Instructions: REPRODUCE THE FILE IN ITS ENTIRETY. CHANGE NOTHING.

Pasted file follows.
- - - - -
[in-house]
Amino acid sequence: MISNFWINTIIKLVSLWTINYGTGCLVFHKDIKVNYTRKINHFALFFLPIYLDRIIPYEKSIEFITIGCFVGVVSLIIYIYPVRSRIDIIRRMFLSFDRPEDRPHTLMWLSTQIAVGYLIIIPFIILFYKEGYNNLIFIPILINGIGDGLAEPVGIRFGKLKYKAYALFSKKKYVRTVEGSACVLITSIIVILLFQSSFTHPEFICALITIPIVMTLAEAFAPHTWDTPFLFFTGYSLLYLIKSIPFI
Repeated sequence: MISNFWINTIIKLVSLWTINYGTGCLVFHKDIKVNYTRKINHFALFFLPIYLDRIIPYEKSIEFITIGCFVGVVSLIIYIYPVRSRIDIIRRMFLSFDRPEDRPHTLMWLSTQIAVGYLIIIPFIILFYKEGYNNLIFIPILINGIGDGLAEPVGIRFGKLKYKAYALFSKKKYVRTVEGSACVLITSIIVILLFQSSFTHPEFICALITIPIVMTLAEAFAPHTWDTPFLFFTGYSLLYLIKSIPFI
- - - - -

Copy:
[in-house]
Amino acid sequence: MISNFWINTIIKLVSLWTINYGTGCLVFHKDIKVNYTRKINHFALFFLPIYLDRIIPYEKSIEFITIGCFVGVVSLIIYIYPVRSRIDIIRRMFLSFDRPEDRPHTLMWLSTQIAVGYLIIIPFIILFYKEGYNNLIFIPILINGIGDGLAEPVGIRFGKLKYKAYALFSKKKYVRTVEGSACVLITSIIVILLFQSSFTHPEFICALITIPIVMTLAEAFAPHTWDTPFLFFTGYSLLYLIKSIPFI
Repeated sequence: MISNFWINTIIKLVSLWTINYGTGCLVFHKDIKVNYTRKINHFALFFLPIYLDRIIPYEKSIEFITIGCFVGVVSLIIYIYPVRSRIDIIRRMFLSFDRPEDRPHTLMWLSTQIAVGYLIIIPFIILFYKEGYNNLIFIPILINGIGDGLAEPVGIRFGKLKYKAYALFSKKKYVRTVEGSACVLITSIIVILLFQSSFTHPEFICALITIPIVMTLAEAFAPHTWDTPFLFFTGYSLLYLIKSIPFI